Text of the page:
People with obsessive-compulsive disorder (OCD) experience obsessions, compulsions or both.
- Obsessions are unwanted and disturbing thoughts, images or impulses that suddenly pop into the mind and cause a great deal of anxiety or distress.
- Compulsions are deliberate behaviours (e.g. washing, checking, ordering) or mental acts (e.g. praying, counting, repeating phrases) that are carried out to reduce the anxiety caused by the obsessions.
What do "Obsessions" Look Like?
There are many different types of obsessions and many people with OCD will have more than 1 type of obsession. Some examples of common obsessions are:
Fear of contamination
This obsession involves a fear of coming into contact with germs, getting sick or making others sick from touching “dirty” or “contaminated” items, sticky substances or chemicals. For example, “I will be contaminated by germs if I pick up this pen off the floor” or “I can be poisoned by lead if I come into contact with paint.”
Thoughts of doubt
This obsession involves constant doubt about whether you’ve done something wrong or made a mistake. For example, “Did I turn off the stove?”; “I think I made a spelling error on the email I just sent.”; “I think I threw away something important”; or “I might not have answered that question clearly and precisely enough.”
Fear of accidentally harming self or others
Adults with these obsessions are afraid of harming themselves or others through carelessness. For example, “If I don’t make sure that the door is locked at night, the apartment might get broken into and I might be robbed and murdered”, “If I don’t immediately change out of my work clothes and wash them with bleach, I might bring outside germs home and cause my whole family to be sick.”
Need for symmetry/exactness
Adults with this obsession feel a need to have objects placed in a certain order or position or tasks or events to be completed in a set way. For example, “I need to sort all my clothes by colour and have them face the same direction. Otherwise, it just does not feel right!”; “I just scratched my right arm twice and now I need to balance it out by scratching my left arm twice.”
Repugnant means disgusting. These kinds of obsessions include unwanted thoughts, images, or impulses of doing something horrible to a loved one (e.g. throwing your baby off a balcony, kicking your elderly grandmother; jumping off a bridge); sexual obsessions (e.g. thoughts of touching someone sexually against his/her will, images of molesting one’s baby, doubts about one’s sexuality); and obsessions that violate religious beliefs (e.g. swearing in temple/church, images of having sex with a priest). Repugnant obsessions can also take the form of doubts, for example; “Did I run over someone without realizing?”; “Did I become sexually aroused while bathing my baby?”; or “Did I sin but forget to repent?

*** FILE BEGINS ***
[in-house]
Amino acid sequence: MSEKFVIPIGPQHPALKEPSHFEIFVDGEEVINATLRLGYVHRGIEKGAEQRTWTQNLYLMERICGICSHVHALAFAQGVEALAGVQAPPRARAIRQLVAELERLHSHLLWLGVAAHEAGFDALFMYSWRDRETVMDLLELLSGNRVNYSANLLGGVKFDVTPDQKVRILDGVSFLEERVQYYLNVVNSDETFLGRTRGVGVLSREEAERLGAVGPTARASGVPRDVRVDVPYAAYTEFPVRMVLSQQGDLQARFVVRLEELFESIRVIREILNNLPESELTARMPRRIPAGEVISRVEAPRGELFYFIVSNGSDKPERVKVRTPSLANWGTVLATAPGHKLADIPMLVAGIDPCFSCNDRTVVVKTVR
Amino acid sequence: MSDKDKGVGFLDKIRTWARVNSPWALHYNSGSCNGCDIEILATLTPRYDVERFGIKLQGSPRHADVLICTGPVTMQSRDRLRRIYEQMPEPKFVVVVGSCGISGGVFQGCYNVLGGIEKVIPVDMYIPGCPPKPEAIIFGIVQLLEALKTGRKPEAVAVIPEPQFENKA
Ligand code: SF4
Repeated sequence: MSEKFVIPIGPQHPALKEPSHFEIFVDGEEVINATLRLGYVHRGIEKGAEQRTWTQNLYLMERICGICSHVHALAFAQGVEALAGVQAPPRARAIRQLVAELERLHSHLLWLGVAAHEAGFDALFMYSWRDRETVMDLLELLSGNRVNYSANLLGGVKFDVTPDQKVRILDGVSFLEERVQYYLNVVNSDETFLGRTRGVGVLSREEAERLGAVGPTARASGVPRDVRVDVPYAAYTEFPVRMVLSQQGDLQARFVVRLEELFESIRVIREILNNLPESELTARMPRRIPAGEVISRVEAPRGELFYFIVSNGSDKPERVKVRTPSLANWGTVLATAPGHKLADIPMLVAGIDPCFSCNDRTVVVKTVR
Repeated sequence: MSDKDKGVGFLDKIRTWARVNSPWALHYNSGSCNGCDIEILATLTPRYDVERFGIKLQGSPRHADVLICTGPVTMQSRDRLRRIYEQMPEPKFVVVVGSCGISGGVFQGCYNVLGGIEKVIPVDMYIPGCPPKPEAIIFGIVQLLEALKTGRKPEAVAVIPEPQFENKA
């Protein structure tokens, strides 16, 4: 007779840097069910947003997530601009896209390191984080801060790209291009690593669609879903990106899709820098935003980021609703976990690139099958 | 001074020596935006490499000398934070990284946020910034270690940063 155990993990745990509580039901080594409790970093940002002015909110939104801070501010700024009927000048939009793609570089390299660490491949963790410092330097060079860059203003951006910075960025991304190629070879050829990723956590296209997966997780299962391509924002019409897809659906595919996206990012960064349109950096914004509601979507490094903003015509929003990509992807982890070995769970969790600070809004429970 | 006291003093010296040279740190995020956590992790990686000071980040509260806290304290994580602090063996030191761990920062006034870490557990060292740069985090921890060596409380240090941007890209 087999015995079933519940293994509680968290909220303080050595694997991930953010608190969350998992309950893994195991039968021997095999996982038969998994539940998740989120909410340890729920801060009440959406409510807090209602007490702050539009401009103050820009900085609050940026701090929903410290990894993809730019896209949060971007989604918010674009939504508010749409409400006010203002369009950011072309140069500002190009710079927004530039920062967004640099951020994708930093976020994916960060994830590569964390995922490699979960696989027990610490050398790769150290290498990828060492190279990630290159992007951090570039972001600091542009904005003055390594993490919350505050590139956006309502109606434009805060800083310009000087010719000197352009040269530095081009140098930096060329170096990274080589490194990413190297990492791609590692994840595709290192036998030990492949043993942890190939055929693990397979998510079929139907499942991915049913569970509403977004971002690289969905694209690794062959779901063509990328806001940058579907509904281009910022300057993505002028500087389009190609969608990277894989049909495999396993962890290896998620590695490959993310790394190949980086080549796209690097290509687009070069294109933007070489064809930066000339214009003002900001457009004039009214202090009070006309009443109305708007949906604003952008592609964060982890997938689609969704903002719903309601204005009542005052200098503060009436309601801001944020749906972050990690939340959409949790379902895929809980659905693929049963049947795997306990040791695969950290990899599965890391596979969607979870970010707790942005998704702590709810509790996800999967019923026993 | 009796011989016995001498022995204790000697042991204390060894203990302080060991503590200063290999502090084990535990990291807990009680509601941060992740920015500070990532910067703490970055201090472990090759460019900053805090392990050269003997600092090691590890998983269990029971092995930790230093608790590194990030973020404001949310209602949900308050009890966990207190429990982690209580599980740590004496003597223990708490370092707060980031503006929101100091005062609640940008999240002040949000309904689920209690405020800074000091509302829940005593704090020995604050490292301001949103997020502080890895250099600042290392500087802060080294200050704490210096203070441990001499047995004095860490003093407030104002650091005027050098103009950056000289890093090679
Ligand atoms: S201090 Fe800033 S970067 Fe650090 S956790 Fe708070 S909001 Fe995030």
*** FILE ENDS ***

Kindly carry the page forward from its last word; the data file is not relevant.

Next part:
These kinds of obsessions are particularly unwanted and people who experience them would never want to act on them. Having them DOES NOT mean you are crazy, dangerous or evil deep down inside.
What do “Compulsions” Look Like?
These behaviours are performed in an attempt to stop something bad from happening. However, repeated checking often makes people feel even less sure that they have successfully prevented the bad event from happening. Some examples include:
This category of compulsion involves excessive washing and cleaning behavior. For example, you may wash your hands excessively, follow intricate rituals and rules for cleaning the bathroom or kitchen, or follow rituals with regards to grooming, tooth brushing, or showering. Rituals may including having a specific order you have to follow (e.g. washing a specific part of your body first or brushing your teeth in a particular order).
This category involves behaviors aimed at ensuring something is done properly, everyone is safe or mistakes have not been made. For example, you may repeatedly check to make sure doors are locked, stoves are turned off, or electrical outlets are unplugged. Other examples may also include checking to make sure everyone is okay and not harmed (e.g. calling family members repeatedly to “check” if they are safe). Checking can also include making sure that you haven’t made any mistakes (e.g. re-reading emails over and over to “check” for spelling/grammar mistakes or visually checking the environment to make sure that you have not left anything important behind).
This category of compulsion involves arranging items in specific ways, such as clothes, books, shoes, etc. For example, you might line up all the clothes in the closet so that they are arranged according to colour, with all the hangers facing in the same direction. Adults with this compulsion will sometimes arrange things until it “feels right”. Some will do it to prevent bad things from happening; for example, “If I don’t arrange all the books and magazines in the house so that they face east, then someone in my family will die.”
These are compulsions that are performed in your head. For example, you might mentally repeat a prayer whenever you have thoughts about something bad happening, or you might replace a “bad” thought (e.g. mom dying) with a “good” one (e.g. mom smiling and in good health).